Commerce Minister Kamal Nath engaged ASEAN on the tricky question of a trade pact, and they agreed upon a July deadline to firm up the proposed bilateral deal. Beyond these exchanges, and indeed because of them, India now has the best chance to decide whether to seek membership of the Asia Pacific Economic Cooperation (APEC) forum. The APEC moratorium on new membership will expire in November, and Australia is to host the forum's next summit in September.
What is the qualitative impact of India's growing engagement with East Asia? While Manmohan Singh's visit underlined its determination to stay engaged with this diverse region, its moves relating to trade and economic cooperation, at one level, and political-strategic issues at another, will set the tone and substance.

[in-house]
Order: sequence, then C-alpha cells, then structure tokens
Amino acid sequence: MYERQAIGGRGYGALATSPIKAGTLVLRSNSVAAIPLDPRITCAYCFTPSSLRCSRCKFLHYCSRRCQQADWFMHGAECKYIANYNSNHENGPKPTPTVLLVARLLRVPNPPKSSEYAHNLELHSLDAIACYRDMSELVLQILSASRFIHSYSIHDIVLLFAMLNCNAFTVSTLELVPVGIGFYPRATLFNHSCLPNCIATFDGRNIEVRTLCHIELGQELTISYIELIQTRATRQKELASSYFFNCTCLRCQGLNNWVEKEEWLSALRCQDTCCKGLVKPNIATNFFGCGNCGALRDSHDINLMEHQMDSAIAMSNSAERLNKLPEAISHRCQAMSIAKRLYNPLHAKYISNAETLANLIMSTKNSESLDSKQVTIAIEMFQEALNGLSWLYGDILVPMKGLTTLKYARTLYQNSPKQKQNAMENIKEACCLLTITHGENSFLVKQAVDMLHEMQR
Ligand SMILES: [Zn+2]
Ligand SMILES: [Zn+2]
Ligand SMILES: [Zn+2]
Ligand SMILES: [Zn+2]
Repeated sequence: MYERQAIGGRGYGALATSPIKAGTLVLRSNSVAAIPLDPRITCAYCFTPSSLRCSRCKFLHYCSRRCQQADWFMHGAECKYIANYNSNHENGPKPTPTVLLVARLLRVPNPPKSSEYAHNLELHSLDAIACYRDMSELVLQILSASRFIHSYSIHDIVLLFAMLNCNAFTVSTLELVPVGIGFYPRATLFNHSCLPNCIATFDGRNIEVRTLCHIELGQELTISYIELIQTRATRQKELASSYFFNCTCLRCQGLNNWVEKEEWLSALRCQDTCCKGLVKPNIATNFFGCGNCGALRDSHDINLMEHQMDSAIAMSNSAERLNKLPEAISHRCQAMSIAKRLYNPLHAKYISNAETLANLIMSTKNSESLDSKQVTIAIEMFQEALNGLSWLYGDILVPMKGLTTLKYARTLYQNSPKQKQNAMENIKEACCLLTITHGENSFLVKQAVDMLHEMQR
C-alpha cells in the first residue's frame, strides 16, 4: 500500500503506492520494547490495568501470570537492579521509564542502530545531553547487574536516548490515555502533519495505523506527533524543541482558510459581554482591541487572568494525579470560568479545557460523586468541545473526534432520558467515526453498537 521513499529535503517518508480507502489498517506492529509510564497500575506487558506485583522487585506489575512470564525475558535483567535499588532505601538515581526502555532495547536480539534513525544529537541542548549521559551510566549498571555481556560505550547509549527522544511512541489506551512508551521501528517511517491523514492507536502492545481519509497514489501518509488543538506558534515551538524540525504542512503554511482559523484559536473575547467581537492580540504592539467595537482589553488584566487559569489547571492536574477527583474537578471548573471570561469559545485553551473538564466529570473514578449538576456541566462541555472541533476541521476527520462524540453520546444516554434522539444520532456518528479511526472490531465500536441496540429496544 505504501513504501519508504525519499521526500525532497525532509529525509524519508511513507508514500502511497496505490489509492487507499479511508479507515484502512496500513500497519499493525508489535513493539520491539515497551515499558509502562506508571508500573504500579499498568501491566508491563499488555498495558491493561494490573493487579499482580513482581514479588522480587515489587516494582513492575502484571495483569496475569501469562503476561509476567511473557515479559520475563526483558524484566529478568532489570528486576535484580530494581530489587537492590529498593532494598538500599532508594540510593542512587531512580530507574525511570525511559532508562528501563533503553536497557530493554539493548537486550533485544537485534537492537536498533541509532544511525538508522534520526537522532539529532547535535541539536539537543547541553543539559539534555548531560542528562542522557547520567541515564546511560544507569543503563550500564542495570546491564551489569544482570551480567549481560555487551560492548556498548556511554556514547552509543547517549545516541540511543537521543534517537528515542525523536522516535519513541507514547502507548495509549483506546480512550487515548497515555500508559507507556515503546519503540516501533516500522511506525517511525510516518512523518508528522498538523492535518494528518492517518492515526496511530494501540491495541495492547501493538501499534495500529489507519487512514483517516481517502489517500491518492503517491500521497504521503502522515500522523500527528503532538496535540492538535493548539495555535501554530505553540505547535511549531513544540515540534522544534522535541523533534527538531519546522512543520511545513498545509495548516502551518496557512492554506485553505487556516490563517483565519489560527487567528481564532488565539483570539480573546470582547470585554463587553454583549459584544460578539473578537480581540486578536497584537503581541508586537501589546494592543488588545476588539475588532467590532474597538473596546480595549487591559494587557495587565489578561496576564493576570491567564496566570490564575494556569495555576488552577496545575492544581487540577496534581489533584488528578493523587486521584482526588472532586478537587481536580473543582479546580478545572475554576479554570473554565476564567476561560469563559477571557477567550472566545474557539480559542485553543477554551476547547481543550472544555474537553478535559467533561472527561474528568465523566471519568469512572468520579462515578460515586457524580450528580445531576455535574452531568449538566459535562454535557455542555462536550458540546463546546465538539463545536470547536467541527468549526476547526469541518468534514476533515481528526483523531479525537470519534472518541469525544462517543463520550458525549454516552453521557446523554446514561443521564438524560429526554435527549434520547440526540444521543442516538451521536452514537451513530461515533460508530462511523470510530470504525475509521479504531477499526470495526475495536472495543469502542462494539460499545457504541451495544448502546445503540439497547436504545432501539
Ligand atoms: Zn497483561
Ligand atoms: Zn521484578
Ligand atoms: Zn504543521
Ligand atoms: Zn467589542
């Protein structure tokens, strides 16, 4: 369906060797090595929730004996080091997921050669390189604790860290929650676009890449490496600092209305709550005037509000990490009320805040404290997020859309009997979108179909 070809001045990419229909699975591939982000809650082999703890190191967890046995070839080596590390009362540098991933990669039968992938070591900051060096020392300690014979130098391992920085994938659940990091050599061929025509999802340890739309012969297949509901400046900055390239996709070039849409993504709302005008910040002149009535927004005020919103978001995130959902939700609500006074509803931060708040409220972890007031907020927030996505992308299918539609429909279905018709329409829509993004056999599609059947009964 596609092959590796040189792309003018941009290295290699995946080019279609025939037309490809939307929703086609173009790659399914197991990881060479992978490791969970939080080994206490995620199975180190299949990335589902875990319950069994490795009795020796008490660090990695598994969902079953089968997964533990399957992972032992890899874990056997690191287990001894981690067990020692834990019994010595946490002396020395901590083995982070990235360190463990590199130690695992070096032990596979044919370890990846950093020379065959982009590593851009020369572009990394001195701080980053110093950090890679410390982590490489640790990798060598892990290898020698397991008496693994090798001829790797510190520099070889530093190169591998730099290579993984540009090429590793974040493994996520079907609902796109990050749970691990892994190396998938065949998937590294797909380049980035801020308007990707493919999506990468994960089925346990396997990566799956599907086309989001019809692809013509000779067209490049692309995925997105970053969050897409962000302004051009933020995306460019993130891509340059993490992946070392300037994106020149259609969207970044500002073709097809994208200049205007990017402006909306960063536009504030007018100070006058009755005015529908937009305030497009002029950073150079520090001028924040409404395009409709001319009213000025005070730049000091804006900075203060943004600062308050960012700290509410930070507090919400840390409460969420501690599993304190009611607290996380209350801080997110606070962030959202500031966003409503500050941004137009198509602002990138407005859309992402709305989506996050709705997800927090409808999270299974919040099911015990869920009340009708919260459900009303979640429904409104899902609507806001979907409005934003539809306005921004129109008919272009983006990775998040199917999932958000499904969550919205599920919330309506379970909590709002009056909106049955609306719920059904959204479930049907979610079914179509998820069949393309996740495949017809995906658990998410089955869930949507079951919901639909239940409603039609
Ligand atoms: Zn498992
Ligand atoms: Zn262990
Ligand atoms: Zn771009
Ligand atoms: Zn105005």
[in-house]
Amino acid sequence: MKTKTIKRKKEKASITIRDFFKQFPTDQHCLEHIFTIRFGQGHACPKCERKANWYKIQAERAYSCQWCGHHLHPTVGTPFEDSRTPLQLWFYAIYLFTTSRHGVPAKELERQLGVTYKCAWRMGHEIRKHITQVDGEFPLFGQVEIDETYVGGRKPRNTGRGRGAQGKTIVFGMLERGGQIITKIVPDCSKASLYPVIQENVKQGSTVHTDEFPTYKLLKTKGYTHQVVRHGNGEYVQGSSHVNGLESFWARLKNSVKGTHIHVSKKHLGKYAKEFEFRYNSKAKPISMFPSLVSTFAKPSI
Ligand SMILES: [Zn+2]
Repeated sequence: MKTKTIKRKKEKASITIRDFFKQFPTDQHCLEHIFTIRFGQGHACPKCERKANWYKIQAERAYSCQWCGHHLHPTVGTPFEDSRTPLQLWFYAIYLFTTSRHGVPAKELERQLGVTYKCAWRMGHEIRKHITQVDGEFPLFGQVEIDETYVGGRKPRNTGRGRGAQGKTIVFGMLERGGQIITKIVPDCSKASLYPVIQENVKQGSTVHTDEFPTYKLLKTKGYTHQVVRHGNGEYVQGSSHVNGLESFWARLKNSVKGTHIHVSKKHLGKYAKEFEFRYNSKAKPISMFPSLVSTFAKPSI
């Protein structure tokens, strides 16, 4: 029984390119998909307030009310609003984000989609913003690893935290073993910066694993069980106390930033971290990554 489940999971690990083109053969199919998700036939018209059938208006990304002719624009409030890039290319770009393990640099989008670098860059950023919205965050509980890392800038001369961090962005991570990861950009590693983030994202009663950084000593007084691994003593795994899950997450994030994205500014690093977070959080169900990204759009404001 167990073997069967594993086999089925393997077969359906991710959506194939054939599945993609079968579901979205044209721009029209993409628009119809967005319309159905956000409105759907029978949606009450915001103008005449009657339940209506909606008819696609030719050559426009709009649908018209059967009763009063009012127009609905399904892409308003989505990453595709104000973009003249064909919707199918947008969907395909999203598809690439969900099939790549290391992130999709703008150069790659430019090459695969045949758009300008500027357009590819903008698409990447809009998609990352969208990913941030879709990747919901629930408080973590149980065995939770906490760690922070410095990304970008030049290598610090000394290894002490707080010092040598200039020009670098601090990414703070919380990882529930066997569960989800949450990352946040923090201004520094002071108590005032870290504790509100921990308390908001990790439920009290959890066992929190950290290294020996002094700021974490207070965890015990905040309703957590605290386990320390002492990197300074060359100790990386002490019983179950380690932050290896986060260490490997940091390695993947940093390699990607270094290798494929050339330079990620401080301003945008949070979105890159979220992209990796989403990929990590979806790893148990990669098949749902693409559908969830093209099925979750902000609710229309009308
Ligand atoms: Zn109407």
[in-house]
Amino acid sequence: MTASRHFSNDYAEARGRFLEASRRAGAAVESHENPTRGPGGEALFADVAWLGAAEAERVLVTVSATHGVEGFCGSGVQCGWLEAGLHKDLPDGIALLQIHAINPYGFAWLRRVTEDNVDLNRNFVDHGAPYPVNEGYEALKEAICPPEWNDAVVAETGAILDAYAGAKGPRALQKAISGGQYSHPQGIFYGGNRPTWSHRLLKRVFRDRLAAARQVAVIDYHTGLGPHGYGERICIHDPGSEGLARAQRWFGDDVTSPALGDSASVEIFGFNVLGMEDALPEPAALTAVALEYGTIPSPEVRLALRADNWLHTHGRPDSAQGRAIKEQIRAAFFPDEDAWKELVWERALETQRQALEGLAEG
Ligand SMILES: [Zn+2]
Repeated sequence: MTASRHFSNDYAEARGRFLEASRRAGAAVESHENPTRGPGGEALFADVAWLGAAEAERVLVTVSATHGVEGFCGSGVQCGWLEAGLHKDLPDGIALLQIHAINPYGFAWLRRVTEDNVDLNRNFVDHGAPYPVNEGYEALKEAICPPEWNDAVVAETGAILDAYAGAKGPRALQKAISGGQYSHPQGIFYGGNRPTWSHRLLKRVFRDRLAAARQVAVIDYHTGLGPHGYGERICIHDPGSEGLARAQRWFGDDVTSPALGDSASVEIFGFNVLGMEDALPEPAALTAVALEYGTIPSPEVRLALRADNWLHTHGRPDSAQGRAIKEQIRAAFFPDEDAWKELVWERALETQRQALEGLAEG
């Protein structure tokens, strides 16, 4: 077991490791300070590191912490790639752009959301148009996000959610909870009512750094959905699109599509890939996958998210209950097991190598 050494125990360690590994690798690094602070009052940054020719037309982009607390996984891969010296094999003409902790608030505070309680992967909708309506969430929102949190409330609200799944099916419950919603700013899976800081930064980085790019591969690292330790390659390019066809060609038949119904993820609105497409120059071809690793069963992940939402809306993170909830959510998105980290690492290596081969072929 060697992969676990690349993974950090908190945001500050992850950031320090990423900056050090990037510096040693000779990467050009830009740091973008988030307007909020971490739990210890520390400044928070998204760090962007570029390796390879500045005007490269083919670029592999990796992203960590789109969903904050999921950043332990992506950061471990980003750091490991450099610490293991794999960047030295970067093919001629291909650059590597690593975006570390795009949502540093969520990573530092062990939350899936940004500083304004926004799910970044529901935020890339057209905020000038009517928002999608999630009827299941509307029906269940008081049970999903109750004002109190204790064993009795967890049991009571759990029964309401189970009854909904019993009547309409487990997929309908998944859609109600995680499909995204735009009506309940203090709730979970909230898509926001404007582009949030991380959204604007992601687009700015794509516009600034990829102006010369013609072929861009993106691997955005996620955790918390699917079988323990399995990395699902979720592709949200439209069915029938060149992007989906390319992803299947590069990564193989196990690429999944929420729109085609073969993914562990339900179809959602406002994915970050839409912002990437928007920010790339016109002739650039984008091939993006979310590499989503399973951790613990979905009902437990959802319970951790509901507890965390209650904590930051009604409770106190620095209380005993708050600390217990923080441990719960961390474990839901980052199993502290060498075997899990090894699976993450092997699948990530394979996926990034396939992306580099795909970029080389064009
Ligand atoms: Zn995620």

During his talks with top officials in Japan and South Korea, two key members of the NSG, Saran sought their cooperation so that India could gain unhindered access to nuclear energy-related equipment and technologies for civilian uses. In a sense, one of the founding principles of the NSG, which includes other major players in the nuclear domain like the U.S. and China, has had much to do with the external perceptions of India's capabilities and intentions in this field. So, Saran is understood to have emphasised how India has stayed deeply "wedded to nuclear disarmament" even after conducting atomic weapon tests. New Delhi's "unblemished" track record of non-proliferation, since the dawn of the nuclear age, has also been cited in support of such credentials.